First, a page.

A recent episode of illness stopped me dead in my tracks and brought me directly into a period of contemplation. There was a personal lesson involved here, practicing what I preach to my clients about energy conservation and knowledge regarding creativity and being less busy, which ultimately results in being more productive and involves taking time to be just me.
Our time is so precious, whatever we choose and whatever way we spend it is usually a personal choice we make. Yes, there are without doubt pressures of responsibility, commitments and feelings of obligation. Sometimes there’s even guilt that pressures us to do more or to fill the gap that we are often being gracefully given to enable us to adjust our thinking or to just be ourselves. Gaps are there to engage us, to enable us to hear what we need to hear, when we need to hear it, to allow us to move forward in strength and confidence, in the smartest most personally profitable way.
Our bodies and our minds are intrinsically connected to the overall wellbeing of our life and how we conduct our life is a living example of nurture or neglect to a greater or lesser degree, usually in one or more areas of our lives. The work of Louise L. Hay focuses on the psychosomatic nature of our illness.
“Illness however mild or severe is an indicator of your emotional state, caused by your thoughts and focus.” Louise L. Hay.
One of the most resounding reflections on society and the way that we live our lives is the increase in heart-related disease. Louise defines her diagnosis of heart-related illness, as being:
- Heart: Represents the center of love and security.
- Heart Attack: Squeezing all the joy out of the heart in favor of money or position. Feeling alone and scared. “I’m not good enough. I don’t do enough. I’ll never make it.”
- Heart Problems: Longstanding emotional problems. Lack of joy. Hardening of the heart. Belief in strain and stress.
Whatever our belief, there is often a grain of truth in psychosomatic examples to a lesser or greater degree. The external daily demands that encourage us to be all things to all people, inevitably create mild symptoms, or raging havoc in our body and deters our best-ever self from being realised.
Why do we hold back?
A sense of fear and phobias are often passed onto children from parents, either consciously or unconsciously. Alternatively, we associate a fear by the way we perceive and receive information from others and from the environmental information around us and our own individual experiences. We certainly were not intended to be created with fear.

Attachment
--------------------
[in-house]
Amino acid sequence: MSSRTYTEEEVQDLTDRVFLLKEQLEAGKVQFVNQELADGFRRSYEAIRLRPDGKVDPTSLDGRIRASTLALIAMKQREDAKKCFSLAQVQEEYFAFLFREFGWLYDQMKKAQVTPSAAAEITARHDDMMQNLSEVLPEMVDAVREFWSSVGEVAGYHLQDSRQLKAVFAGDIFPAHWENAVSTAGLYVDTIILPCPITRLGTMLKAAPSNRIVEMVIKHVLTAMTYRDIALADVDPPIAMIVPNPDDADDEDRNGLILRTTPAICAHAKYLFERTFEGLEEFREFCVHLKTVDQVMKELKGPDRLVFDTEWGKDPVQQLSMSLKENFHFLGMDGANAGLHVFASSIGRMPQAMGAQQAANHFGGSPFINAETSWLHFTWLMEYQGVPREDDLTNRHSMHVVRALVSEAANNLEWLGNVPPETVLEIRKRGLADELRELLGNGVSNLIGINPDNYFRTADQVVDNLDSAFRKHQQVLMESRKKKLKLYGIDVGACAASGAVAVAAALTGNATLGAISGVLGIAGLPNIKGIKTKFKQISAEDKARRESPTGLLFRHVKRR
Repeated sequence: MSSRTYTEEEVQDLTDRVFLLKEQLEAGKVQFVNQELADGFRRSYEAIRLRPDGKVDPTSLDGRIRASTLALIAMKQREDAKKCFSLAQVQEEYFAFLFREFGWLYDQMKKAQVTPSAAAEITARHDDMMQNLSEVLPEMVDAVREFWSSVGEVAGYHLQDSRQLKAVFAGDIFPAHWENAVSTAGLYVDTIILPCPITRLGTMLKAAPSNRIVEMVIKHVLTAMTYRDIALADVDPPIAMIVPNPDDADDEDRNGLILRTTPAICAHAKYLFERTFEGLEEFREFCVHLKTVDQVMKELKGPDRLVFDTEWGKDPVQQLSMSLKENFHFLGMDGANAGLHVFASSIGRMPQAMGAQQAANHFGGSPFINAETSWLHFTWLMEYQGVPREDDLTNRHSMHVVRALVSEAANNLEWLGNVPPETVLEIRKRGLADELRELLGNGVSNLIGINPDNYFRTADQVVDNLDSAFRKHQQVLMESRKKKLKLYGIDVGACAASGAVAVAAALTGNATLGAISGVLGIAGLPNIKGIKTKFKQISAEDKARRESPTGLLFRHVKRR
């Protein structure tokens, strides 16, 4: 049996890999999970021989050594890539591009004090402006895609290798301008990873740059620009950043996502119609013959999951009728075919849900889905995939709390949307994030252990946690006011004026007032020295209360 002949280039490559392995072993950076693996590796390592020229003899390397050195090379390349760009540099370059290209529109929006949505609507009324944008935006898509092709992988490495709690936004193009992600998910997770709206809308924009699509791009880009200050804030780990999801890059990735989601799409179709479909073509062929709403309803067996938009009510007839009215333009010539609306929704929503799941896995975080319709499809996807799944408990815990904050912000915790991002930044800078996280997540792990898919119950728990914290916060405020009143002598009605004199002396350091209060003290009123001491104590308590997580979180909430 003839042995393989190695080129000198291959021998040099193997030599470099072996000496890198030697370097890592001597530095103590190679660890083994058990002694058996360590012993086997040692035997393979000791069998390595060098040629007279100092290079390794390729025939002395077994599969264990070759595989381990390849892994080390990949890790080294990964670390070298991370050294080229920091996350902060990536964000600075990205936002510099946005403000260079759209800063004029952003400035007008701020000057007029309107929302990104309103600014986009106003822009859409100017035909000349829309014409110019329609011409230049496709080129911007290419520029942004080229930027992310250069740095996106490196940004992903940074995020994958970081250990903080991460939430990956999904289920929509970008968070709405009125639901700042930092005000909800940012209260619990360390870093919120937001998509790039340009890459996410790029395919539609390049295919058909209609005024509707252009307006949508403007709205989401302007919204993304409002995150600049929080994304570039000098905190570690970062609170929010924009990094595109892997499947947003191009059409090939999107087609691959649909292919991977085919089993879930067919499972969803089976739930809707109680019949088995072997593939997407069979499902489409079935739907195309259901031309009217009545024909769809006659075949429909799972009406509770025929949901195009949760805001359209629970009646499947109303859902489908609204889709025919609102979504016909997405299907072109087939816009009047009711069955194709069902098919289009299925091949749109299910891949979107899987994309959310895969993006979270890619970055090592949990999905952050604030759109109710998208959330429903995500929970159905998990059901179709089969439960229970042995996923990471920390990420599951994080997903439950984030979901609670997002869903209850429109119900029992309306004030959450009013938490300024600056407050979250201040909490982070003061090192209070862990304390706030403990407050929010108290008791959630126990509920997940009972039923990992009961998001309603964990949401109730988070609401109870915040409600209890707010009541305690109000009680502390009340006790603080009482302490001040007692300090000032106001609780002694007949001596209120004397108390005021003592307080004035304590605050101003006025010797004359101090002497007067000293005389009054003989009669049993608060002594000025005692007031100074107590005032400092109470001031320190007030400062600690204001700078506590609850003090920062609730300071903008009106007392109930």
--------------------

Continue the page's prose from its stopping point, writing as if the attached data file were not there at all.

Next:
Freedom from self-limitation
Where does our basis for our sense of freedom from self-limiting, thoughts, beliefs and values lay? The aforementioned, are unstable, they are variables that can be modified from individual to individual experience, by biology, parenting, education and experiential assimilation. There are children and adults who are diagnosed with having certain learning differences, classified as being learning disabilities. Very often, those children and adults can present as being fearless when it comes to challenges of heights, sky diving, jumps or other extreme activities. As we move into adulthood and our learning experience consolidates we can sometimes feel the risks are greater, that we have more to lose.
Where then does our stability lie?
The kind of stability that allows us to feel our fears and do it anyway, the kind of belief and value system that says, yes, I was disappointed when that experience did not turn out exactly as I had planned, however if it had not been for that experience I would not be in this position today, knowing what I know now, or would I have gained the faith in the knowledge that there is a better outcome on its way.
Finding this place of inner confidence is a life lesson and a journey that can carry us through the most challenging of personal situations, situations that are often a call for us to change.
Living a self-limitless life is to embrace life in its totality for everyone the experience and the journey is different. When we can trust that the valleys and the summits of life are our blessings of learning on the way to revealing new experiences that are about our journey to self-fulfilment, we are on our way.
Finding our true place and passion is so very much a comforting, empowering experience that takes us to the best that we can be. Often our start on this journey is prompted by a physical change or personal realisation, sometimes an illness that stops us in our tracks, to redirect us, or a call for us to change. Our challenges, learning and passions are about finding out what they are, and moving the obstacles that perceived or otherwise could limit us.
What do you think? Let me know in the comments!
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